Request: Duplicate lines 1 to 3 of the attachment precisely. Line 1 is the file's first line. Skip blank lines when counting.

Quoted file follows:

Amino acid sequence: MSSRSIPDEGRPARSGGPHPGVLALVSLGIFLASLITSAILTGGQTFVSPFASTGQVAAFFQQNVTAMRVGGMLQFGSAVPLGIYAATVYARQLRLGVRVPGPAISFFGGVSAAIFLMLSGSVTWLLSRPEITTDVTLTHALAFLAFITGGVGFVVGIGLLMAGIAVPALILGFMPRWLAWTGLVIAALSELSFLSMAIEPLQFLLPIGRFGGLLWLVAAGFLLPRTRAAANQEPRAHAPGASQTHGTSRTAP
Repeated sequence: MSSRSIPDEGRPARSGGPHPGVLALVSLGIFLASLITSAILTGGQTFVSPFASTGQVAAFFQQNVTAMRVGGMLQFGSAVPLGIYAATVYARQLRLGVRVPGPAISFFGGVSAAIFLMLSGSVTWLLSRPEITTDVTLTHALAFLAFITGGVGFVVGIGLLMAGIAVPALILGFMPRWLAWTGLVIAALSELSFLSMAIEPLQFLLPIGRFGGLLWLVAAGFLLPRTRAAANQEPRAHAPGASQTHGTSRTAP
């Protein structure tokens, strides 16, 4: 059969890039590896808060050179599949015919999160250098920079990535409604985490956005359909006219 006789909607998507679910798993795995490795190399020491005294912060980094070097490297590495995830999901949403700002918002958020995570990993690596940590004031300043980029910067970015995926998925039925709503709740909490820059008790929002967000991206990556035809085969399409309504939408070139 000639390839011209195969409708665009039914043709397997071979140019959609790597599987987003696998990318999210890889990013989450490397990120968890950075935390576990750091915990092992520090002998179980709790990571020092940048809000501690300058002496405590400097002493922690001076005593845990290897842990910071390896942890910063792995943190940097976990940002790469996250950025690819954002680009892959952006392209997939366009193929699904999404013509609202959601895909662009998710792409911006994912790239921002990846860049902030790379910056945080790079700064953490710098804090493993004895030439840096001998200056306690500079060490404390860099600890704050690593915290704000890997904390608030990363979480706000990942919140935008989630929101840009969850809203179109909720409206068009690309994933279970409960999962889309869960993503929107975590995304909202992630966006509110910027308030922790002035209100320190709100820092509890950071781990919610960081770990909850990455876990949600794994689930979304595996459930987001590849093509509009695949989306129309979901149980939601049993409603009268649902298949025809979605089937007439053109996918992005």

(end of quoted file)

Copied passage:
Amino acid sequence: MSSRSIPDEGRPARSGGPHPGVLALVSLGIFLASLITSAILTGGQTFVSPFASTGQVAAFFQQNVTAMRVGGMLQFGSAVPLGIYAATVYARQLRLGVRVPGPAISFFGGVSAAIFLMLSGSVTWLLSRPEITTDVTLTHALAFLAFITGGVGFVVGIGLLMAGIAVPALILGFMPRWLAWTGLVIAALSELSFLSMAIEPLQFLLPIGRFGGLLWLVAAGFLLPRTRAAANQEPRAHAPGASQTHGTSRTAP
Repeated sequence: MSSRSIPDEGRPARSGGPHPGVLALVSLGIFLASLITSAILTGGQTFVSPFASTGQVAAFFQQNVTAMRVGGMLQFGSAVPLGIYAATVYARQLRLGVRVPGPAISFFGGVSAAIFLMLSGSVTWLLSRPEITTDVTLTHALAFLAFITGGVGFVVGIGLLMAGIAVPALILGFMPRWLAWTGLVIAALSELSFLSMAIEPLQFLLPIGRFGGLLWLVAAGFLLPRTRAAANQEPRAHAPGASQTHGTSRTAP
């Protein structure tokens, strides 16, 4: 059969890039590896808060050179599949015919999160250098920079990535409604985490956005359909006219 006789909607998507679910798993795995490795190399020491005294912060980094070097490297590495995830999901949403700002918002958020995570990993690596940590004031300043980029910067970015995926998925039925709503709740909490820059008790929002967000991206990556035809085969399409309504939408070139 000639390839011209195969409708665009039914043709397997071979140019959609790597599987987003696998990318999210890889990013989450490397990120968890950075935390576990750091915990092992520090002998179980709790990571020092940048809000501690300058002496405590400097002493922690001076005593845990290897842990910071390896942890910063792995943190940097976990940002790469996250950025690819954002680009892959952006392209997939366009193929699904999404013509609202959601895909662009998710792409911006994912790239921002990846860049902030790379910056945080790079700064953490710098804090493993004895030439840096001998200056306690500079060490404390860099600890704050690593915290704000890997904390608030990363979480706000990942919140935008989630929101840009969850809203179109909720409206068009690309994933279970409960999962889309869960993503929107975590995304909202992630966006509110910027308030922790002035209100320190709100820092509890950071781990919610960081770990909850990455876990949600794994689930979304595996459930987001590849093509509009695949989306129309979901149980939601049993409603009268649902298949025809979605089937007439053109996918992005």